Wildlife Refuge, United States • An endangered grizzly hearing of the rollback of the Endangered Species Act told a gathered crowd of reporters that it was confident it would not be treated this way if only it were a human being. The bear said it could not imagine the United States subjecting anyone to this and urged regulators to think of it as a fellow human, in need of protection.

Imagine, the bear urged, that these were not bears, mollusks or manatees but people who had come here seeking a place of refuge. How would the United States respond then?

A peregrine falcon agreed: “If a person came here who was being hunted and threatened and was in need of a safe place to raise a family, the United States would never force them to move. I understand that I am only a bird. I know that is why they are letting this happen. I wish I were a human who had chosen this place as a refuge — then they would not just throw me out.”

"You would never take away the home of a human family that had been settled here for years and years," the bear suggested. "I realize that I am a grizzly bear, but think what it would be like if I weren't. You would understand that because I was struggling to survive, I deserved more protection, not less. You would not let me be pushed aside by a developer, or shrug and tell me it was Darwinism. The United States would never tell me that if I could not care for myself, I did not deserve to be here."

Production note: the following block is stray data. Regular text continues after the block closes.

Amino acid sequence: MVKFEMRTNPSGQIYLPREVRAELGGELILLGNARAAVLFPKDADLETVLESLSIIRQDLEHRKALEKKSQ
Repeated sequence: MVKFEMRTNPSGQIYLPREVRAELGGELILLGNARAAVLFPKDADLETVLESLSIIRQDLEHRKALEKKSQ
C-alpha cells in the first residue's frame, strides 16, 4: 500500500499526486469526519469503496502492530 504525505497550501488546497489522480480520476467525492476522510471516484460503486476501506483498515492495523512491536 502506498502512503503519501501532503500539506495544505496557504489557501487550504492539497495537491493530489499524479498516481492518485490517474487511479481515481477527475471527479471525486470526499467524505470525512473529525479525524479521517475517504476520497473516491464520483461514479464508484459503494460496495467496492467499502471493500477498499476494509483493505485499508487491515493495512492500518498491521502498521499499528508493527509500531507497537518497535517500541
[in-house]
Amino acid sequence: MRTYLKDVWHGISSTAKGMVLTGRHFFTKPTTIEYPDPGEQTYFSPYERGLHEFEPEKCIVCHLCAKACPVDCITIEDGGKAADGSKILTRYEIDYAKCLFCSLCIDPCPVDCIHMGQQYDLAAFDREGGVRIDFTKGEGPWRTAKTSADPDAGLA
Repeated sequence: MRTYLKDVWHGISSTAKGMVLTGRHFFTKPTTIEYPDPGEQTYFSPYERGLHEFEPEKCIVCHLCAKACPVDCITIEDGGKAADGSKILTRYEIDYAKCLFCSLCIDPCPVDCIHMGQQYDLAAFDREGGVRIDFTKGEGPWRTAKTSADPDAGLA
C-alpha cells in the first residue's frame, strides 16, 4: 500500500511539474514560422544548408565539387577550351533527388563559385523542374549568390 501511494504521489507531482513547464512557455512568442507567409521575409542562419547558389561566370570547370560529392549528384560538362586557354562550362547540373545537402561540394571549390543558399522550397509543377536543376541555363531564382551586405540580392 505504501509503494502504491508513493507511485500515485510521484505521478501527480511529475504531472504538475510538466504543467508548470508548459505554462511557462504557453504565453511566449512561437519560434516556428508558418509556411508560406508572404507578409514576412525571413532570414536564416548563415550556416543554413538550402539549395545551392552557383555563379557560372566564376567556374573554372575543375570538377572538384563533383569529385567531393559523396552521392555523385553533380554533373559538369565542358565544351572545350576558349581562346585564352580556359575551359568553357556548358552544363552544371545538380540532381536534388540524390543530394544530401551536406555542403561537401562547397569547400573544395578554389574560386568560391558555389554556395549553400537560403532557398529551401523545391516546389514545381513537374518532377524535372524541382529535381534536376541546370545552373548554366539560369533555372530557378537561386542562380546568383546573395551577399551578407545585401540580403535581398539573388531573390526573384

The bear sighed, expressing its regret at not having been born human, so its rights to occupy public spaces would never be called into question and it would at the very least be ensured access to clean drinking water.

The bear continued that America would never force someone who had been living there a long time and had formed a symbiotic relationship with the land to embark for somewhere different, nor would it be likely to blame them for disasters that sometimes occurred in the places they live.

"Our biodiversity is our strength," a mollusk added. "I am just a gastropod with a mantle, a single cavity for both breathing and excretion, and a radula. But if I were a human being, capable of speech and love and possessing separate cavities for breathing and excretion, you would never treat me this way."

"This is America," the bear explained. "I know that I am a grizzly, and therefore it is not clear how my presence enriches this country. But think if I were a person who could contribute to the economy! Who could have dreams! Who could be proud to be an American! Then would you be so hasty to tell me this should not be my home?"

"Oh, to be a person," it lamented, "and never be put in a cage!"

Alexandra Petri | The Washington Post

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